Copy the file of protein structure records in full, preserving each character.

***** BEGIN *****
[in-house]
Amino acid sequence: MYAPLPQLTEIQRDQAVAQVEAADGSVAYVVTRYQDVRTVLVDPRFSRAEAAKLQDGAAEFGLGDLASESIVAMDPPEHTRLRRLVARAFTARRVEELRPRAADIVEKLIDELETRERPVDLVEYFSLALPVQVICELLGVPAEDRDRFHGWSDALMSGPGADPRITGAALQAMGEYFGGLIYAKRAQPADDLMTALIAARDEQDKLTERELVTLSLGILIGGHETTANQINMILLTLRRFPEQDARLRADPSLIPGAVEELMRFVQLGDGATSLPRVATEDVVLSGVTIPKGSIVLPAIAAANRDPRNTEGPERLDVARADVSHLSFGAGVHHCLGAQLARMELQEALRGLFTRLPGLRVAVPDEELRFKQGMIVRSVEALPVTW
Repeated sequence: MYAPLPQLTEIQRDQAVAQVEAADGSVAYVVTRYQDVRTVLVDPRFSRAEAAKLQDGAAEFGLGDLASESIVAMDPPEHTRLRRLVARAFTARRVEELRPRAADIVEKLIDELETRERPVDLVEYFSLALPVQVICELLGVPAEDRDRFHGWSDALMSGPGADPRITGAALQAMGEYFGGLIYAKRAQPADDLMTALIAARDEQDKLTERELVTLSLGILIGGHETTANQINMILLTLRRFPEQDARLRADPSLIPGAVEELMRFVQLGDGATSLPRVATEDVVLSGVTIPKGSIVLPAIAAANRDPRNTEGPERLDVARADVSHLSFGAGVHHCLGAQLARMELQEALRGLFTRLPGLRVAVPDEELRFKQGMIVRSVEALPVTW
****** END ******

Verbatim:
[in-house]
Amino acid sequence: MYAPLPQLTEIQRDQAVAQVEAADGSVAYVVTRYQDVRTVLVDPRFSRAEAAKLQDGAAEFGLGDLASESIVAMDPPEHTRLRRLVARAFTARRVEELRPRAADIVEKLIDELETRERPVDLVEYFSLALPVQVICELLGVPAEDRDRFHGWSDALMSGPGADPRITGAALQAMGEYFGGLIYAKRAQPADDLMTALIAARDEQDKLTERELVTLSLGILIGGHETTANQINMILLTLRRFPEQDARLRADPSLIPGAVEELMRFVQLGDGATSLPRVATEDVVLSGVTIPKGSIVLPAIAAANRDPRNTEGPERLDVARADVSHLSFGAGVHHCLGAQLARMELQEALRGLFTRLPGLRVAVPDEELRFKQGMIVRSVEALPVTW
Repeated sequence: MYAPLPQLTEIQRDQAVAQVEAADGSVAYVVTRYQDVRTVLVDPRFSRAEAAKLQDGAAEFGLGDLASESIVAMDPPEHTRLRRLVARAFTARRVEELRPRAADIVEKLIDELETRERPVDLVEYFSLALPVQVICELLGVPAEDRDRFHGWSDALMSGPGADPRITGAALQAMGEYFGGLIYAKRAQPADDLMTALIAARDEQDKLTERELVTLSLGILIGGHETTANQINMILLTLRRFPEQDARLRADPSLIPGAVEELMRFVQLGDGATSLPRVATEDVVLSGVTIPKGSIVLPAIAAANRDPRNTEGPERLDVARADVSHLSFGAGVHHCLGAQLARMELQEALRGLFTRLPGLRVAVPDEELRFKQGMIVRSVEALPVTW